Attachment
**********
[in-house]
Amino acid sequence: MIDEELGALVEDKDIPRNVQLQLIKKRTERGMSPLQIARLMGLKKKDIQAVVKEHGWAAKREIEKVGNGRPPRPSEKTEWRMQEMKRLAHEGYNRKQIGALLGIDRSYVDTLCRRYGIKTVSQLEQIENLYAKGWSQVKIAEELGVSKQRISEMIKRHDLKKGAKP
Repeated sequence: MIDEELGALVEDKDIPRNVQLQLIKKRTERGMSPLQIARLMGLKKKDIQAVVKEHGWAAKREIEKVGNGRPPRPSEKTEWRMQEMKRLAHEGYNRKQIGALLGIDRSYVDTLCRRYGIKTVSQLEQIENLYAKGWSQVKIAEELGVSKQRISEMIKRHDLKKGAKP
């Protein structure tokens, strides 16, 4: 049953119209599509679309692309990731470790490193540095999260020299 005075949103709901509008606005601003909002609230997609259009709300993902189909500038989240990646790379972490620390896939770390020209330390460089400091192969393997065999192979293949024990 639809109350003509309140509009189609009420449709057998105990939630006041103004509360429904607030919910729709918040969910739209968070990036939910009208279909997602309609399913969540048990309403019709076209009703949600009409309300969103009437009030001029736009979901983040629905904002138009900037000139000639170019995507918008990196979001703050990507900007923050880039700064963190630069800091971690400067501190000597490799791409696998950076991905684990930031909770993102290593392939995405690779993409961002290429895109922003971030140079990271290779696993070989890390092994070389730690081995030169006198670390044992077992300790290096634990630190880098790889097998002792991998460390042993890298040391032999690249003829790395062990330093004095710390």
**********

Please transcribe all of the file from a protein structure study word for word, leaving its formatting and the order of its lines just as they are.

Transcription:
[in-house]
Amino acid sequence: MIDEELGALVEDKDIPRNVQLQLIKKRTERGMSPLQIARLMGLKKKDIQAVVKEHGWAAKREIEKVGNGRPPRPSEKTEWRMQEMKRLAHEGYNRKQIGALLGIDRSYVDTLCRRYGIKTVSQLEQIENLYAKGWSQVKIAEELGVSKQRISEMIKRHDLKKGAKP
Repeated sequence: MIDEELGALVEDKDIPRNVQLQLIKKRTERGMSPLQIARLMGLKKKDIQAVVKEHGWAAKREIEKVGNGRPPRPSEKTEWRMQEMKRLAHEGYNRKQIGALLGIDRSYVDTLCRRYGIKTVSQLEQIENLYAKGWSQVKIAEELGVSKQRISEMIKRHDLKKGAKP
């Protein structure tokens, strides 16, 4: 049953119209599509679309692309990731470790490193540095999260020299 005075949103709901509008606005601003909002609230997609259009709300993902189909500038989240990646790379972490620390896939770390020209330390460089400091192969393997065999192979293949024990 639809109350003509309140509009189609009420449709057998105990939630006041103004509360429904607030919910729709918040969910739209968070990036939910009208279909997602309609399913969540048990309403019709076209009703949600009409309300969103009437009030001029736009979901983040629905904002138009900037000139000639170019995507918008990196979001703050990507900007923050880039700064963190630069800091971690400067501190000597490799791409696998950076991905684990930031909770993102290593392939995405690779993409961002290429895109922003971030140079990271290779696993070989890390092994070389730690081995030169006198670390044992077992300790290096634990630190880098790889097998002792991998460390042993890298040391032999690249003829790395062990330093004095710390």